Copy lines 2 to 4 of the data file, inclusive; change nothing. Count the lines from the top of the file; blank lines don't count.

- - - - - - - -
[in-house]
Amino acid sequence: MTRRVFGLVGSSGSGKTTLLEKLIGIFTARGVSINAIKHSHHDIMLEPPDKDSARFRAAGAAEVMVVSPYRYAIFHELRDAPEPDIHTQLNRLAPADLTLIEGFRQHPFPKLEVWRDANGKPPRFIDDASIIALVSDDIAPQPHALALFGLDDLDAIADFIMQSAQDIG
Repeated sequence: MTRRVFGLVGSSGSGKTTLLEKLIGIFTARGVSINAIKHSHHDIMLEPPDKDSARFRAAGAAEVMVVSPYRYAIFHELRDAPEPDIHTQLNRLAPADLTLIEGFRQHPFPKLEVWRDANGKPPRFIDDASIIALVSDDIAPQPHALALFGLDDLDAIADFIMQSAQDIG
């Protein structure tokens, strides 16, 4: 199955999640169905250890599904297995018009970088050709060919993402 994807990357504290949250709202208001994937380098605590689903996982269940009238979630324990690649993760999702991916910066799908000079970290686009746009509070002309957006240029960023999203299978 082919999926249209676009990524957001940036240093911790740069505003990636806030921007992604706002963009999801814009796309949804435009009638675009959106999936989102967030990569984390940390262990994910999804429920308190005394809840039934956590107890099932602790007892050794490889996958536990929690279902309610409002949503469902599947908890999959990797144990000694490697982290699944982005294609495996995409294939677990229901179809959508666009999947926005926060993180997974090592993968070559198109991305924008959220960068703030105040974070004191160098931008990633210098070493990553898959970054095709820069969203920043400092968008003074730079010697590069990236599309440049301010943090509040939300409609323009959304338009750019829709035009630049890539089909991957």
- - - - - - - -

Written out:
Amino acid sequence: MTRRVFGLVGSSGSGKTTLLEKLIGIFTARGVSINAIKHSHHDIMLEPPDKDSARFRAAGAAEVMVVSPYRYAIFHELRDAPEPDIHTQLNRLAPADLTLIEGFRQHPFPKLEVWRDANGKPPRFIDDASIIALVSDDIAPQPHALALFGLDDLDAIADFIMQSAQDIG
Repeated sequence: MTRRVFGLVGSSGSGKTTLLEKLIGIFTARGVSINAIKHSHHDIMLEPPDKDSARFRAAGAAEVMVVSPYRYAIFHELRDAPEPDIHTQLNRLAPADLTLIEGFRQHPFPKLEVWRDANGKPPRFIDDASIIALVSDDIAPQPHALALFGLDDLDAIADFIMQSAQDIG
């Protein structure tokens, strides 16, 4: 199955999640169905250890599904297995018009970088050709060919993402 994807990357504290949250709202208001994937380098605590689903996982269940009238979630324990690649993760999702991916910066799908000079970290686009746009509070002309957006240029960023999203299978 082919999926249209676009990524957001940036240093911790740069505003990636806030921007992604706002963009999801814009796309949804435009009638675009959106999936989102967030990569984390940390262990994910999804429920308190005394809840039934956590107890099932602790007892050794490889996958536990929690279902309610409002949503469902599947908890999959990797144990000694490697982290699944982005294609495996995409294939677990229901179809959508666009999947926005926060993180997974090592993968070559198109991305924008959220960068703030105040974070004191160098931008990633210098070493990553898959970054095709820069969203920043400092968008003074730079010697590069990236599309440049301010943090509040939300409609323009959304338009750019829709035009630049890539089909991957």